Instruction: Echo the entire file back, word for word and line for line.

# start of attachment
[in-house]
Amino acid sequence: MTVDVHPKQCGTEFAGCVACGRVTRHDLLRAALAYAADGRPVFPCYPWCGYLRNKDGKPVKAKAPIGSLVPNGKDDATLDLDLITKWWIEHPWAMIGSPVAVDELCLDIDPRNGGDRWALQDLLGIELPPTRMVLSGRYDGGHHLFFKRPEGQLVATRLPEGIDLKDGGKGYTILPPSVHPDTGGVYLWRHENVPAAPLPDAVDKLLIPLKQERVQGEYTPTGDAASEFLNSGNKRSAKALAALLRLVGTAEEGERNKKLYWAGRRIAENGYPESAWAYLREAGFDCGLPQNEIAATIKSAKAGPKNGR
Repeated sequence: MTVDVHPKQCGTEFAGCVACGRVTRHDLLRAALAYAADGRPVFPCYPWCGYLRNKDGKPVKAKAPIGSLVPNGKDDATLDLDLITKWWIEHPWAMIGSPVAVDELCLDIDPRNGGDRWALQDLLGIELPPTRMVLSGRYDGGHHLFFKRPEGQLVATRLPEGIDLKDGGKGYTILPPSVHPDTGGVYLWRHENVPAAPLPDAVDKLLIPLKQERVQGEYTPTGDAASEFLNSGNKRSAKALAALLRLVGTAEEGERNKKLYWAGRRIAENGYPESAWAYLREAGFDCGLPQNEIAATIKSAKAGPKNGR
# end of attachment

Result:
[in-house]
Amino acid sequence: MTVDVHPKQCGTEFAGCVACGRVTRHDLLRAALAYAADGRPVFPCYPWCGYLRNKDGKPVKAKAPIGSLVPNGKDDATLDLDLITKWWIEHPWAMIGSPVAVDELCLDIDPRNGGDRWALQDLLGIELPPTRMVLSGRYDGGHHLFFKRPEGQLVATRLPEGIDLKDGGKGYTILPPSVHPDTGGVYLWRHENVPAAPLPDAVDKLLIPLKQERVQGEYTPTGDAASEFLNSGNKRSAKALAALLRLVGTAEEGERNKKLYWAGRRIAENGYPESAWAYLREAGFDCGLPQNEIAATIKSAKAGPKNGR
Repeated sequence: MTVDVHPKQCGTEFAGCVACGRVTRHDLLRAALAYAADGRPVFPCYPWCGYLRNKDGKPVKAKAPIGSLVPNGKDDATLDLDLITKWWIEHPWAMIGSPVAVDELCLDIDPRNGGDRWALQDLLGIELPPTRMVLSGRYDGGHHLFFKRPEGQLVATRLPEGIDLKDGGKGYTILPPSVHPDTGGVYLWRHENVPAAPLPDAVDKLLIPLKQERVQGEYTPTGDAASEFLNSGNKRSAKALAALLRLVGTAEEGERNKKLYWAGRRIAENGYPESAWAYLREAGFDCGLPQNEIAATIKSAKAGPKNGR